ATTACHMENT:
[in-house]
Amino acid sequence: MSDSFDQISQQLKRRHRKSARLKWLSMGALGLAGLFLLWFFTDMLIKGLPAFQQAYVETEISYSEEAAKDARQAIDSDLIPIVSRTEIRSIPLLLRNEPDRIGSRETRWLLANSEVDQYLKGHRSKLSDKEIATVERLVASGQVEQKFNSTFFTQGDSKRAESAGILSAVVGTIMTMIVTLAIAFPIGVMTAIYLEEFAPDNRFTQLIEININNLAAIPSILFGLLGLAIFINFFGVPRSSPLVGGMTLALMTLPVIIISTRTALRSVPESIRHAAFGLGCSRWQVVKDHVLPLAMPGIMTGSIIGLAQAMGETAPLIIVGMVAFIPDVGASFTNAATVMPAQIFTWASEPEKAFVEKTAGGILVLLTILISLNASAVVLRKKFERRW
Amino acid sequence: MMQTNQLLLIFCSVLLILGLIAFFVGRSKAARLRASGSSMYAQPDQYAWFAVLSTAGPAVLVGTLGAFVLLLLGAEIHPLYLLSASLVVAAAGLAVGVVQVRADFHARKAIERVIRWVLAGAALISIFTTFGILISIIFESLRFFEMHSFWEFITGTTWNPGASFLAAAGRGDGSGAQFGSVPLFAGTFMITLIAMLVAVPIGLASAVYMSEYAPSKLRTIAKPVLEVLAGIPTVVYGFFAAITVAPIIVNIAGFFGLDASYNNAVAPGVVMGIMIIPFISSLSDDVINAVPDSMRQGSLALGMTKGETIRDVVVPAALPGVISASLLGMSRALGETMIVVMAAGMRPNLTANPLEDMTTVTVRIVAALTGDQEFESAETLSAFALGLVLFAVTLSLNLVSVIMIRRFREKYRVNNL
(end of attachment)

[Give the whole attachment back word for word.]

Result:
[in-house]
Amino acid sequence: MSDSFDQISQQLKRRHRKSARLKWLSMGALGLAGLFLLWFFTDMLIKGLPAFQQAYVETEISYSEEAAKDARQAIDSDLIPIVSRTEIRSIPLLLRNEPDRIGSRETRWLLANSEVDQYLKGHRSKLSDKEIATVERLVASGQVEQKFNSTFFTQGDSKRAESAGILSAVVGTIMTMIVTLAIAFPIGVMTAIYLEEFAPDNRFTQLIEININNLAAIPSILFGLLGLAIFINFFGVPRSSPLVGGMTLALMTLPVIIISTRTALRSVPESIRHAAFGLGCSRWQVVKDHVLPLAMPGIMTGSIIGLAQAMGETAPLIIVGMVAFIPDVGASFTNAATVMPAQIFTWASEPEKAFVEKTAGGILVLLTILISLNASAVVLRKKFERRW
Amino acid sequence: MMQTNQLLLIFCSVLLILGLIAFFVGRSKAARLRASGSSMYAQPDQYAWFAVLSTAGPAVLVGTLGAFVLLLLGAEIHPLYLLSASLVVAAAGLAVGVVQVRADFHARKAIERVIRWVLAGAALISIFTTFGILISIIFESLRFFEMHSFWEFITGTTWNPGASFLAAAGRGDGSGAQFGSVPLFAGTFMITLIAMLVAVPIGLASAVYMSEYAPSKLRTIAKPVLEVLAGIPTVVYGFFAAITVAPIIVNIAGFFGLDASYNNAVAPGVVMGIMIIPFISSLSDDVINAVPDSMRQGSLALGMTKGETIRDVVVPAALPGVISASLLGMSRALGETMIVVMAAGMRPNLTANPLEDMTTVTVRIVAALTGDQEFESAETLSAFALGLVLFAVTLSLNLVSVIMIRRFREKYRVNNL